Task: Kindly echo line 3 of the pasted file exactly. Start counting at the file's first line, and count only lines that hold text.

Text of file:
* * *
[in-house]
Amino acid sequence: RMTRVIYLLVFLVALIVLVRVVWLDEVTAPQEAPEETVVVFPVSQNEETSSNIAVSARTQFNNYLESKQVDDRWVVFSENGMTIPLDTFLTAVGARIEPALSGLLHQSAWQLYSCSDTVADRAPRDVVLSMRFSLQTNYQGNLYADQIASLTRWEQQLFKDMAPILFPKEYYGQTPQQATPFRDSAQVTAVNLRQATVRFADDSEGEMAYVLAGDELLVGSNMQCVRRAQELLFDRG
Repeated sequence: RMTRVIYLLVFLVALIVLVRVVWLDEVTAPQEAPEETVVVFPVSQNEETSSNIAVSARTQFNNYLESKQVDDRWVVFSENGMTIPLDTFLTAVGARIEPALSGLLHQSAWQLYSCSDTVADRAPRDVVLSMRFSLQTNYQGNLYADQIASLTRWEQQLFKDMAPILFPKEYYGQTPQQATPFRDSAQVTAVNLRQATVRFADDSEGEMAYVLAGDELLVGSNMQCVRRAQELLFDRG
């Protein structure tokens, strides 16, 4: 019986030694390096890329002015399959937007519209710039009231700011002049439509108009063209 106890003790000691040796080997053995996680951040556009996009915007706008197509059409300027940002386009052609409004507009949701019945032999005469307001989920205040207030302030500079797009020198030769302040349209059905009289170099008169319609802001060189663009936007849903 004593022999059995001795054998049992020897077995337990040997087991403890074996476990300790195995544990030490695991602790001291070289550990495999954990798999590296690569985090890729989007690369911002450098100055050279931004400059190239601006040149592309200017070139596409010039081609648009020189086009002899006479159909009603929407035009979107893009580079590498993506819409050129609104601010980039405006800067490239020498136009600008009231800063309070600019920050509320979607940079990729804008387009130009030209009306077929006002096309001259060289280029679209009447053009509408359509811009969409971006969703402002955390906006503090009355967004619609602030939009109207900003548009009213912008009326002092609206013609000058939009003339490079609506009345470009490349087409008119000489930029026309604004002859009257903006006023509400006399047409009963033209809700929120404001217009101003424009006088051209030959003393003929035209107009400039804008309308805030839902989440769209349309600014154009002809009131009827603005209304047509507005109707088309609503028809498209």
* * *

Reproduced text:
Repeated sequence: RMTRVIYLLVFLVALIVLVRVVWLDEVTAPQEAPEETVVVFPVSQNEETSSNIAVSARTQFNNYLESKQVDDRWVVFSENGMTIPLDTFLTAVGARIEPALSGLLHQSAWQLYSCSDTVADRAPRDVVLSMRFSLQTNYQGNLYADQIASLTRWEQQLFKDMAPILFPKEYYGQTPQQATPFRDSAQVTAVNLRQATVRFADDSEGEMAYVLAGDELLVGSNMQCVRRAQELLFDRG